One of the things that’s important to us here at Voters Act is building consensus. We differ in our political views and persuasions, but we’re all passionate about getting people to participate in the political process and finding candidates that honorably represent their constituents. We’re long on the middle class, bipartisanship, and the effects the internet can have on restoring cohesion to the political process. We’re skeptical of the status quo.
To that end, we’ve invited a series of contributors to write posts for the Voters Act blog. This blog isn’t a venue to describe product updates and quarterly performance – we want to be a catalyst for meaningful political discussion. Here’s the first post in a long series, we hope you enjoy and share with your friends. –Hudson
The world as we know is facing many crises. Daily headlines trumpet the unfolding and ever twisting aspects of these threats to our daily lives. It seems only Nobel laureates and those with seven figure incomes are qualified to diagnose the disease and prescribe the medicine. While business and political leaders declare they are keeping us safe from imminent disaster, all I see is an increasingly uncertain future in which there appears to be no place for what allowed this country to rise to prominence – a prosperous middle class.
So what’s the big deal with the middle class? First, it’s the only group that can pay for the largess granted to rich and poor alike. The poor cannot pay and the rich will not pay. The truly wealthy will pay a certain amount in taxes, but raise their rate too high and their money will find places throughout the world with a more favorable economic clime. Second, the middle class doesn’t need government. This group sustains itself. It pays its own bills, saves for its future and does not look for unfair advantage. Third, the middle class believes in playing fair. They just want a level playing field. Fourth, the middle class both cares about and can afford to be moral. Fifth, the middle class cares deeply about their community and its well being. Not to gain advantage, but because they live and work there.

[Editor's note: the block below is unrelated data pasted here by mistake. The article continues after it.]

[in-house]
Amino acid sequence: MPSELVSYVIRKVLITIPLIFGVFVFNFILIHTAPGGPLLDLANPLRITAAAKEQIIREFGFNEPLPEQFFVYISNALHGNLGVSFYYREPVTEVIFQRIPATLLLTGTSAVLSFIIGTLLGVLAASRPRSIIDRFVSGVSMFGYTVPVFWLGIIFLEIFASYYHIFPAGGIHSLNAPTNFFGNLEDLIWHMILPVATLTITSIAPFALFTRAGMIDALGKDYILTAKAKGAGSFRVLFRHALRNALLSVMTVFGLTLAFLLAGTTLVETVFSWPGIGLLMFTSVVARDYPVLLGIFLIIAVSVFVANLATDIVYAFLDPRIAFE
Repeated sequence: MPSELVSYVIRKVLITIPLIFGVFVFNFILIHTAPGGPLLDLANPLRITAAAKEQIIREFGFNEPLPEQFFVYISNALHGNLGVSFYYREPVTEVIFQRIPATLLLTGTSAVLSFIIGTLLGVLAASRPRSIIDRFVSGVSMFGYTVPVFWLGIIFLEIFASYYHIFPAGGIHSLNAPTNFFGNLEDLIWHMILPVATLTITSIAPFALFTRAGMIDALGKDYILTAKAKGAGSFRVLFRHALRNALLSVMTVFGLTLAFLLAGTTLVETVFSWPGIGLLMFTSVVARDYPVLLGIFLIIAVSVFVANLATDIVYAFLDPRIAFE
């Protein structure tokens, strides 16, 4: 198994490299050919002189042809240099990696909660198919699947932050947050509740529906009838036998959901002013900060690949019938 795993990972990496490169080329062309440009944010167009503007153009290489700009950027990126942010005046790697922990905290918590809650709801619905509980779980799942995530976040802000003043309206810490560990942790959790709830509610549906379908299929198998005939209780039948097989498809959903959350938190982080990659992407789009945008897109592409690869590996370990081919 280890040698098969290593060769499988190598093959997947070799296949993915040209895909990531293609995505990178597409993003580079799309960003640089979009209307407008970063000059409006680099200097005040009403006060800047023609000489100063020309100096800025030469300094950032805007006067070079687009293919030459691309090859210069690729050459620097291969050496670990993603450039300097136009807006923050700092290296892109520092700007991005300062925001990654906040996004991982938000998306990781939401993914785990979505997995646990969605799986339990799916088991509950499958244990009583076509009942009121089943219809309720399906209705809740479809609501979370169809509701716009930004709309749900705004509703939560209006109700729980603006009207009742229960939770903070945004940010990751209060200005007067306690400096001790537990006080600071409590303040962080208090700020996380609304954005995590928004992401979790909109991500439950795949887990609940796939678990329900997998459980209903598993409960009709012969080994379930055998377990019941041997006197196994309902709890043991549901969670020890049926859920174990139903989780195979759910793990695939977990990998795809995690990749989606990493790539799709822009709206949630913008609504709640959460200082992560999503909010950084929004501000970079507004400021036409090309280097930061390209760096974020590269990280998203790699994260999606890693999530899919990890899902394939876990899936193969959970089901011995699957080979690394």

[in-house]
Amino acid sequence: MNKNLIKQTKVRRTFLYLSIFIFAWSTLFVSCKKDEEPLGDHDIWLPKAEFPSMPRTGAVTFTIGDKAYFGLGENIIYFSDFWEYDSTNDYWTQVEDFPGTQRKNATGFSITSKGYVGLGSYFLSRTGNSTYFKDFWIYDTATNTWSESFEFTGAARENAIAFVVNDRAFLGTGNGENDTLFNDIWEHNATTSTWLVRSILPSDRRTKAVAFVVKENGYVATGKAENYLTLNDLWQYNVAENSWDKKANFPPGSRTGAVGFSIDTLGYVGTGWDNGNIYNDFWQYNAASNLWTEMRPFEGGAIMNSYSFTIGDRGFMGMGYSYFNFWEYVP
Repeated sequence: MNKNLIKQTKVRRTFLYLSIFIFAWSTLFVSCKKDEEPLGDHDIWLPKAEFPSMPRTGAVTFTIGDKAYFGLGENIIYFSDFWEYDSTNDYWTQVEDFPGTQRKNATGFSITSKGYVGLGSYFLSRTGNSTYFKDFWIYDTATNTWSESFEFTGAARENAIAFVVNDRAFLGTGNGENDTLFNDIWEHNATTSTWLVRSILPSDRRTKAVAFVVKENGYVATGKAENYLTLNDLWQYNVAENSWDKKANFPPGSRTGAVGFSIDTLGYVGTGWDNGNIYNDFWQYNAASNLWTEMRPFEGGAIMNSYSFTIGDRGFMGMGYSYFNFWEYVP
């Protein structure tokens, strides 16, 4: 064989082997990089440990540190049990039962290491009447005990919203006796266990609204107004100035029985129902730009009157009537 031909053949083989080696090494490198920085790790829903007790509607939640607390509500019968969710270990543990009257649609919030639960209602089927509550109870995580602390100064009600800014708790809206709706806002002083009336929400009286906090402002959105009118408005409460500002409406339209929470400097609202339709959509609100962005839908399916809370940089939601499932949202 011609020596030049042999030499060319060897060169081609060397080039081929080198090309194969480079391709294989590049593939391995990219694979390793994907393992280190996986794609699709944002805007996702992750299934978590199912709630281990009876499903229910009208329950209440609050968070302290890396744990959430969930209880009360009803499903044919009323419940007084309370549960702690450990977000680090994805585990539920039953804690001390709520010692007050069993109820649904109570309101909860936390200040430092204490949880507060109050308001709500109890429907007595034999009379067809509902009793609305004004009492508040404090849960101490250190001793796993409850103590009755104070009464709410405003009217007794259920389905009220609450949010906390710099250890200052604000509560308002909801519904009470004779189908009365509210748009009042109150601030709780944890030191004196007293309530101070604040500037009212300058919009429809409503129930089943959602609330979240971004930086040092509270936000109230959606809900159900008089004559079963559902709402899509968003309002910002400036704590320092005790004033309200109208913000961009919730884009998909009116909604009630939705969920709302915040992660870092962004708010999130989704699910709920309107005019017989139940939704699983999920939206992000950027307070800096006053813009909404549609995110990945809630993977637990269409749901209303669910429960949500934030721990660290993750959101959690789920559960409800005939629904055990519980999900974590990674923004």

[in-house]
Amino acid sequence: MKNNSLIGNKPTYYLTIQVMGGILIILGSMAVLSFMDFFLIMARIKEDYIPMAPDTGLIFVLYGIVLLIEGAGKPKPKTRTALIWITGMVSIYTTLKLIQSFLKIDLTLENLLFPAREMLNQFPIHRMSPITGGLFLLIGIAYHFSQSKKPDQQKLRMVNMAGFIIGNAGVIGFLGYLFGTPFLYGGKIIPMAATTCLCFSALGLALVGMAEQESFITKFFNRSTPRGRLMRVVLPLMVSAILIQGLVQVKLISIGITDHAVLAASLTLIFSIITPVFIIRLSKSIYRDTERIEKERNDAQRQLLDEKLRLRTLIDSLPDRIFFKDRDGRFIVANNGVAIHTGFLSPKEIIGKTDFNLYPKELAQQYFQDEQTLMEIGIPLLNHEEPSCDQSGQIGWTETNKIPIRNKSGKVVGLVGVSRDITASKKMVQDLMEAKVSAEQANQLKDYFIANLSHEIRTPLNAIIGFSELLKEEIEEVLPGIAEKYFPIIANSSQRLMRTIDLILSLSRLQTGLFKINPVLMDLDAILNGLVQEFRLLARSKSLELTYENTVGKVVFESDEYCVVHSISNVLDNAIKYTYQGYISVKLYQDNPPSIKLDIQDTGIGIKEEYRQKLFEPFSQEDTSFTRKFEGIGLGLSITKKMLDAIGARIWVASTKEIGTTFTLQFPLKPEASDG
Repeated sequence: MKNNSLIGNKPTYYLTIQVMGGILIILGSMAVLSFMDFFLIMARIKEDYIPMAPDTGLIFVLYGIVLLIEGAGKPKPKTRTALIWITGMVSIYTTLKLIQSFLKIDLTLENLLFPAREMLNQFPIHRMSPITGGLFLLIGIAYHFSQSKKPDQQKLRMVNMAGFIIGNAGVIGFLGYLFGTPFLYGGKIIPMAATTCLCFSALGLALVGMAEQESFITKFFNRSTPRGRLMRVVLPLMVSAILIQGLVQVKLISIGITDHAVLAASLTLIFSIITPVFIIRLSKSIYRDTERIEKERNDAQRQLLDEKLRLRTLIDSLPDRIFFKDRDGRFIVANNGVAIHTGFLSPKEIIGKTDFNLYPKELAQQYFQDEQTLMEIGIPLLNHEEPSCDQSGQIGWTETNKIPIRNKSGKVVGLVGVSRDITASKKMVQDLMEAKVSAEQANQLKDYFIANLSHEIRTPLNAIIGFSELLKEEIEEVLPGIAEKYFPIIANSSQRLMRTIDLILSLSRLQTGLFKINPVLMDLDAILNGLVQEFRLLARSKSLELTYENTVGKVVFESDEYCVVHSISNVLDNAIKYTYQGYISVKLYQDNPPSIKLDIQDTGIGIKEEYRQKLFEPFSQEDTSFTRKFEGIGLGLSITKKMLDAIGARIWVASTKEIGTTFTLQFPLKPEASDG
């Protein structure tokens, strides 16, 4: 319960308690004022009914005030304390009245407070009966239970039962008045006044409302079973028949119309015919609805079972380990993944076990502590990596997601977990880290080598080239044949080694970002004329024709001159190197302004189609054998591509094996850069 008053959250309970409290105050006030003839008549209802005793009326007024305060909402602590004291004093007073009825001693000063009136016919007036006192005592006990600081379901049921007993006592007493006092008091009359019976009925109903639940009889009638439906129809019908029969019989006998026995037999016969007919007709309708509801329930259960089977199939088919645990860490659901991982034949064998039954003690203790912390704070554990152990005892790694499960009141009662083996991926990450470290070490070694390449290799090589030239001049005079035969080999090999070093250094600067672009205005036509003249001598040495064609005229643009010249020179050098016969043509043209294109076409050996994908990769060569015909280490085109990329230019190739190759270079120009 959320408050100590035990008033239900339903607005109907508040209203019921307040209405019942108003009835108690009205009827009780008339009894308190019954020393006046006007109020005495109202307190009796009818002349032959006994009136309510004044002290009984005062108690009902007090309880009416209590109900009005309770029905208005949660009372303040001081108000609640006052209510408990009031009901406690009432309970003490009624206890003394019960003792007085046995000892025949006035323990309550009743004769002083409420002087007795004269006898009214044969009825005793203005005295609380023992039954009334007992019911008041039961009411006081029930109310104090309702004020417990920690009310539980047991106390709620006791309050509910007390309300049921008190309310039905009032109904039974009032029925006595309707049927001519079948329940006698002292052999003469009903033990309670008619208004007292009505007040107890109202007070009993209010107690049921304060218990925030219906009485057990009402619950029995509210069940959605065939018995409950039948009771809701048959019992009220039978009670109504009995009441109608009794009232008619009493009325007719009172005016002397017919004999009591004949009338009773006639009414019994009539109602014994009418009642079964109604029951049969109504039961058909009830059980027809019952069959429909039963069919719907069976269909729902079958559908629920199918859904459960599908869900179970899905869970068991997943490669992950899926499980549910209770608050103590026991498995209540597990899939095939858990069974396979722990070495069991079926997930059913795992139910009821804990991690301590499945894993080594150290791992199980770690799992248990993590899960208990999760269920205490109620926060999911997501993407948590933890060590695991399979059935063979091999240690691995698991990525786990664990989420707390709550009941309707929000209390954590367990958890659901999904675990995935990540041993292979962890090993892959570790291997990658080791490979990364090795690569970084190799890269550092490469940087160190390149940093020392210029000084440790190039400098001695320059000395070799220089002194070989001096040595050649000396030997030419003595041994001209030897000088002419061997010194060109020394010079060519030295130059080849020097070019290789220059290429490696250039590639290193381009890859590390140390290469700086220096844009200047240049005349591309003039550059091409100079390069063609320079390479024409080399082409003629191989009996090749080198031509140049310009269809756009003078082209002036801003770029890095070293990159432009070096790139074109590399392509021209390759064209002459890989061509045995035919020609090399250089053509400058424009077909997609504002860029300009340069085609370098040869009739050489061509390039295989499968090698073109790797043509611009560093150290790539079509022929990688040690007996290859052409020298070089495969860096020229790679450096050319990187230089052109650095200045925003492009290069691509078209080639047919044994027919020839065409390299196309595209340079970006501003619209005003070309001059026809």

Who is the middle class? The middle class isn’t described by annual income, but by mentality. The middle class comprises those who don’t look to the government for their daily bread or sustained advantage. The middle classes looks to themselves and believes hard work brings benefit. The middle class ranges from the youth who understand that work leads to prosperity to the elderly business owner who uses debt with common sense. The middle class is responsive to faith and reason. Members of the middle class are givers and not takers, builders and not users. The middle class is rapidly disappearing from our economic and political landscape and its loss will mark the end of a prosperous and strong America that can lead the world both by example and authority.
What will we do to bring it back?